Want to Advertise With Mike and Jon? Click Here to Learn More!

Mike & Jon New Logo Small

Search the Latest Local News

Livingston Specialty Courts get latest round of state grant funding

All of Livingston County’s specialty courts have been included in the latest round of grant funding.

The Michigan Supreme Court announced last week that the State Court Administrative Office (SCAO) has awarded nearly $17 million in grants for Fiscal Year 2023 to problem-solving court (PSC) programs statewide, including drug and sobriety, mental health, and veterans treatment courts.

In Livingston County, the Adult Drug Court (ADC), Intensive Treatment (IT) Mental Health Court and the Veterans Treatment Court (VTC), provide specialty judicial services to various populations.

According to Specialty Courts and Programs Administrator Sara Applegate, the county received over half a million dollars for the various programs. The breakdown was as such:

Applegate said the last two grants are pass through grants from the Federal Bureau of Justice Assistance for VTC and ADC.

Data have consistently shown that specialized court programs contribute to less repeat crime, lower unemployment rates, and improved quality of life of graduates.

“Our 204 problem-solving courts would not be able to change lives and strengthen communities across the state without the help of state and federal grant programs, so we are grateful for this vital investment,” said Justice Elizabeth T. Clement, who serves as the MSC liaison to problem-solving courts. “These programs do our state proud by helping justice-involved individuals who are struggling while saving taxpayer dollars; it really is the best of both worlds.”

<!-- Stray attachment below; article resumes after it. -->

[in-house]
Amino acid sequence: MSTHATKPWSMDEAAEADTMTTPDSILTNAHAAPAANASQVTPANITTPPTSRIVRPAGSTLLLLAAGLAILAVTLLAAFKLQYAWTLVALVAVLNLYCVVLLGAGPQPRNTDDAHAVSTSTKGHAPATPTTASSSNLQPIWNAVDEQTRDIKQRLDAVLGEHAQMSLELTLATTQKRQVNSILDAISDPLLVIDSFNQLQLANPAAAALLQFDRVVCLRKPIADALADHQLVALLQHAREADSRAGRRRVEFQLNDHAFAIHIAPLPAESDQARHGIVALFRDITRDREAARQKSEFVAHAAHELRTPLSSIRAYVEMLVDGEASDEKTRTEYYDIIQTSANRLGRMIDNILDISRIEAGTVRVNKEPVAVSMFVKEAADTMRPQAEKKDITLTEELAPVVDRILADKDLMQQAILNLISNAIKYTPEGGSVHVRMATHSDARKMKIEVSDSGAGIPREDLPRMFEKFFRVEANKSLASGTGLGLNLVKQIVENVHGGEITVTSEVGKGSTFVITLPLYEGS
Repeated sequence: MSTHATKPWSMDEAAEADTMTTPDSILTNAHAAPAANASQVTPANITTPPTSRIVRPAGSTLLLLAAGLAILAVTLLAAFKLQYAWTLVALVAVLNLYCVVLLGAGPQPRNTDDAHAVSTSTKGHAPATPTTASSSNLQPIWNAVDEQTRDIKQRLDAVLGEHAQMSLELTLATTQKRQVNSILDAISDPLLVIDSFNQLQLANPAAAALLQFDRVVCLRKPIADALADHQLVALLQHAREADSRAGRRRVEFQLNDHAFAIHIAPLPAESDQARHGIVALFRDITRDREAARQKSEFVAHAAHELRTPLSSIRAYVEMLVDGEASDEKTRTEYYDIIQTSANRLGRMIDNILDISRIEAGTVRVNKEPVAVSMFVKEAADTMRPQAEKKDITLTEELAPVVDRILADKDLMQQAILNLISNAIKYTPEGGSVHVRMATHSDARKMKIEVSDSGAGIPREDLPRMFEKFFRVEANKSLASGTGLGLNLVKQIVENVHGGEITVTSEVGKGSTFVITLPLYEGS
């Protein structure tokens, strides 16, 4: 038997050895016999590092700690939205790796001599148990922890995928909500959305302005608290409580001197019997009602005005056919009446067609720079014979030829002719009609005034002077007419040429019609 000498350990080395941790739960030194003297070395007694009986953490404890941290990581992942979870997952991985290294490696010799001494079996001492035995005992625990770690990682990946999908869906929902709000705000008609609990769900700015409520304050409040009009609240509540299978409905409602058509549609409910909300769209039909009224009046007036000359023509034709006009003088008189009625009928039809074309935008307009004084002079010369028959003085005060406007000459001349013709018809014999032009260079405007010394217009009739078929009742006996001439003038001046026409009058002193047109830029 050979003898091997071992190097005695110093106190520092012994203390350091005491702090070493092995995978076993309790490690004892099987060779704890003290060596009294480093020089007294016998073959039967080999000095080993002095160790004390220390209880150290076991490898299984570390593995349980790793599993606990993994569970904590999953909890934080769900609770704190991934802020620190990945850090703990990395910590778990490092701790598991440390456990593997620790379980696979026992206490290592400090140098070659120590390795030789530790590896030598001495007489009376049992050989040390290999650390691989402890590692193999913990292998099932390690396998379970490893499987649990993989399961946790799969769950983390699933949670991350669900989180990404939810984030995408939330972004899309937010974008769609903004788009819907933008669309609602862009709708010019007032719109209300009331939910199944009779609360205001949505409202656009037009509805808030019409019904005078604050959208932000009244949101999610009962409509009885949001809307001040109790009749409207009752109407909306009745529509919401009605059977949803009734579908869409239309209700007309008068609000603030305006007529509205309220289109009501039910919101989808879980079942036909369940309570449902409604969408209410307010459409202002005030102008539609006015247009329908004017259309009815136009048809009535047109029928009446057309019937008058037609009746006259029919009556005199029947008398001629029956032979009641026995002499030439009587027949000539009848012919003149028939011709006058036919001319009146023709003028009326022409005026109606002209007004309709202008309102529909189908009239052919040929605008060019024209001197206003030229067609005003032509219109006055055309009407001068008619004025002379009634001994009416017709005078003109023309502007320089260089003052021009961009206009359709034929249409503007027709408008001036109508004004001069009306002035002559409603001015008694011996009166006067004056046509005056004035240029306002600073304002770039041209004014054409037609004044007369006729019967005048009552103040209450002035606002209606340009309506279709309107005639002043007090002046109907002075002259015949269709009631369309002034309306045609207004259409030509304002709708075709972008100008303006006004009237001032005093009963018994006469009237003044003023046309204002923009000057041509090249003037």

PSC grant totals and recipients by court type:

  • Drug/Sobriety Courts $10,568,643  (recipients)
  • Mental Health Courts $5,310,970    (recipients)
  • Veterans Treatment Courts $1,059,199    (recipients)

Key findings in the FY 2021 PSC Annual Report:

  • Graduates of adult drug court programs were, on average, more than 4 times less likely to be convicted of a new offense within three years of admission to a program.
  • Sobriety court graduates who used an ignition interlock device were more than 5 times less likely to be convicted of a new offense within three years of admission.
  • Within five years of admission, graduates of all types of drug courts were, on average, more than 2 time less likely to reoffend.
  • Unemployment dropped by 91 percent for adult drug court graduates, 82 percent for sobriety court graduates, and 79 percent for hybrid court (drug/sobriety) graduates.
  • On average, mental health court (MHC) graduates—adult and juvenile—were more than 2 times less likely to commit another crime within three years of admission to a program.
  • Unemployment among adult circuit MHC graduates dropped by 78 percent.
  • Average 99 percent improvement in mental health and 97 percent quality of life improvement.
  • Graduates of veterans treatment courts (VTCs) in FY 2021 were nearly 2 times less likely to reoffend within three years of admission to a program.
  • Unemployment dropped by 81 percent among VTC graduates.
  • Michigan remains a national leader with 27 VTCs.

Problem-solving courts are nontraditional programs that focus on nonviolent offenders whose underlying issues, such as a substance use disorder or mental health diagnosis, have contributed to recurring involvement with the criminal justice system. In addition to funding, SCAO also provides these courts with operational support and resources, state certification, and training.

Don't Miss A Thing!

Join the GIGO family and get updates on the latest Livingston County News!

Subscribe to Livingston County News Alerts

More Stories Around Livingston County

LCCA recognizes responsible alcohol retailers

The Livingston County Community Alliance has recognized area retailers for responsibly selling alcohol. The alliance , in conjunction with the Livingston County Sheriff’s Office,  has